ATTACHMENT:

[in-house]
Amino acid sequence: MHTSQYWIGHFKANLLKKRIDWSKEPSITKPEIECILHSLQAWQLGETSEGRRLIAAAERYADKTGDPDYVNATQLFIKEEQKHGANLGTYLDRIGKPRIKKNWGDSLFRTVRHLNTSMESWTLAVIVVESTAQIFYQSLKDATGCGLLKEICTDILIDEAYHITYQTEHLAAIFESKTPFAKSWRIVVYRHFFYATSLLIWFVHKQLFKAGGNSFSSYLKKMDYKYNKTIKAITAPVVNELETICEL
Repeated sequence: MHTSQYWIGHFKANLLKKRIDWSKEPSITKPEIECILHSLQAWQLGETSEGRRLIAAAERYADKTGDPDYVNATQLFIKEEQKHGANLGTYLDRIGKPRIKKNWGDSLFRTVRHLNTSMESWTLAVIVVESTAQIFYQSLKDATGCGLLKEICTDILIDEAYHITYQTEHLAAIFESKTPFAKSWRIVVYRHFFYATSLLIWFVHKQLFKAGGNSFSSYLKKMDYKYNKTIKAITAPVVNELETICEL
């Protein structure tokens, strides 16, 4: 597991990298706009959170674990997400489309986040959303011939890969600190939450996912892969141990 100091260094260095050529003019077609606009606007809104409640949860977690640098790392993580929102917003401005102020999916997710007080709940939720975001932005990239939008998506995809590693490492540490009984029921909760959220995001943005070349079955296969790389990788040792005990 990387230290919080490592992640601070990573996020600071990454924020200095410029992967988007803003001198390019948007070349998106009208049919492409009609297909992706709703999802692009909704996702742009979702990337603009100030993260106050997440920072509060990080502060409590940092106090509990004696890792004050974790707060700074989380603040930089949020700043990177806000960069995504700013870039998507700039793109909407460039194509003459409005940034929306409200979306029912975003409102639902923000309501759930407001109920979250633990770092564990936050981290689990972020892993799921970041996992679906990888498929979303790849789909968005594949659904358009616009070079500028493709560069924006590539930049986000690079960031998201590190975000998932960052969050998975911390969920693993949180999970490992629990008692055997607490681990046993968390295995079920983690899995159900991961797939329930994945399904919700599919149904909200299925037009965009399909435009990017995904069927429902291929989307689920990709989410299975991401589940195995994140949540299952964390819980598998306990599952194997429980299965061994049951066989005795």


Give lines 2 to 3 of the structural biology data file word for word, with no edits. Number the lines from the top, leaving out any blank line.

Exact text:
Amino acid sequence: MHTSQYWIGHFKANLLKKRIDWSKEPSITKPEIECILHSLQAWQLGETSEGRRLIAAAERYADKTGDPDYVNATQLFIKEEQKHGANLGTYLDRIGKPRIKKNWGDSLFRTVRHLNTSMESWTLAVIVVESTAQIFYQSLKDATGCGLLKEICTDILIDEAYHITYQTEHLAAIFESKTPFAKSWRIVVYRHFFYATSLLIWFVHKQLFKAGGNSFSSYLKKMDYKYNKTIKAITAPVVNELETICEL
Repeated sequence: MHTSQYWIGHFKANLLKKRIDWSKEPSITKPEIECILHSLQAWQLGETSEGRRLIAAAERYADKTGDPDYVNATQLFIKEEQKHGANLGTYLDRIGKPRIKKNWGDSLFRTVRHLNTSMESWTLAVIVVESTAQIFYQSLKDATGCGLLKEICTDILIDEAYHITYQTEHLAAIFESKTPFAKSWRIVVYRHFFYATSLLIWFVHKQLFKAGGNSFSSYLKKMDYKYNKTIKAITAPVVNELETICEL